English soccer fans almost got their national team booted out of the Euro2000 tournament for their hooliganism over the weekend in Charleroi, Belgium. Turns out there was no need: The Romanian team took care of it Tuesday with a 3-2 victory.
That was the bad news for England. The good news: There was no outbreak of what's known as "English disease." "The fans are dejected but calm," Reuters quoted a Home Office official saying. Reuters reported that most English fans quietly made their way to bus and train stations, with only a few dejected fans hanging around in the town square, grumbling about fullback Phil Neville's ill-advised tackle on Viorel Moldovan in the 88th minute, which led to the game-winning penalty kick.
London's newspapers didn't show quite the same restraint. "Romaniac," screamed the Mirror's banner headline, referring to Neville's rash play. "Out," said the Sun, blaming England's loss on Neville's "blunder."
On Saturday, England had beaten defending champion Germany, 1-0, and hooligan violence by English fans in Charleroi and Brussels before, during and after that match led soccer officials to threaten the English with expulsion from the tournament in the event of a repeat performance. (Germany was also eliminated Tuesday, dropping a 3-0 decision to Portugal, which played its second string.)
British Home Secretary Jack Straw complained Tuesday to BBC radio about what he called a "social and cultural problem" that turns normally law-abiding citizens into violent thugs when they've had a gargle or two. This phenomenon cuts into the effectiveness of England's policy of preventing known hooligans from traveling to foreign matches.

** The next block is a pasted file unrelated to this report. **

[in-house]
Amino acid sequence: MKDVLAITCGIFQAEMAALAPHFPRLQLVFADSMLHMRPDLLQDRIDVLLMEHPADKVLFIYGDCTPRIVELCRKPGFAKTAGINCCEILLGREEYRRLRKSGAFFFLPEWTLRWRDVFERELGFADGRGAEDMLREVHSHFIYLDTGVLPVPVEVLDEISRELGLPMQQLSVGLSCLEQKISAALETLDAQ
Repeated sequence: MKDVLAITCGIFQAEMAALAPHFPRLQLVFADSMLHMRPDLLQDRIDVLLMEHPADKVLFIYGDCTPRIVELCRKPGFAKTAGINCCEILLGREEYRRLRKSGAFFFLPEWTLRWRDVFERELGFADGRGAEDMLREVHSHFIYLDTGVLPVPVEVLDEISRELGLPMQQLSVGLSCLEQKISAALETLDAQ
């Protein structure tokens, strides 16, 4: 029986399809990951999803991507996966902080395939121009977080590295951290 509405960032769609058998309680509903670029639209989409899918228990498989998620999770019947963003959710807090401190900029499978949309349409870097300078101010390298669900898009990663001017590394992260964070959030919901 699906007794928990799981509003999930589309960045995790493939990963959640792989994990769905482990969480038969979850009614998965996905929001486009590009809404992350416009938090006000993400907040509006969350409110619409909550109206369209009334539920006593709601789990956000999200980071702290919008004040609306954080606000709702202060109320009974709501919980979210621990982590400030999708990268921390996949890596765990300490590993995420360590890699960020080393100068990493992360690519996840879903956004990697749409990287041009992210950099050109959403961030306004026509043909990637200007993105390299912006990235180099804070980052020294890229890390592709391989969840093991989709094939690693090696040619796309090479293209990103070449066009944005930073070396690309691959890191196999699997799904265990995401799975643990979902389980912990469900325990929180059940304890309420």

"The difficulty is this rather deeper social and cultural problem which we have in this country in respect to drink-related violence," Straw said.
Meanwhile, in Los Angeles Monday, jubilant fans of the newly crowned NBA champion Los Angeles Lakers showed that "England's disease" isn't necessarily limited to jolly old. The Lakers' victory was celebrated with violence that resulted in 11 arrests, four injured cops, two torched cop cars, two damaged TV news vans, 74 cars damaged at various dealerships and miscellaneous looting and burning.
And L.A. spent Tuesday sniping over it.
"Where were the police?" the Associated Press quoted car dealer Stephen E. Auth saying, echoing a sentiment shared by many whose businesses sustained damage.
"I think from looking at the size of the crowd and looking at the emotion of the crowd, we certainly feel as though the end result was the best that we could do in those circumstances," Police Chief Bernard Parks said.
"I'm finding it a little hard to swallow this morning," countered City Council member Rudy Svorinich, that "mayhem for approximately three hours on the streets of Los Angeles after the Laker victory can be declared a victory in crowd control."
Indeed, local storekeepers are concerned that the LAPD won't be able to protect them from any violence that occurs during the Democratic Convention in L.A. in August, at which up to 30,000 demonstrators are expected.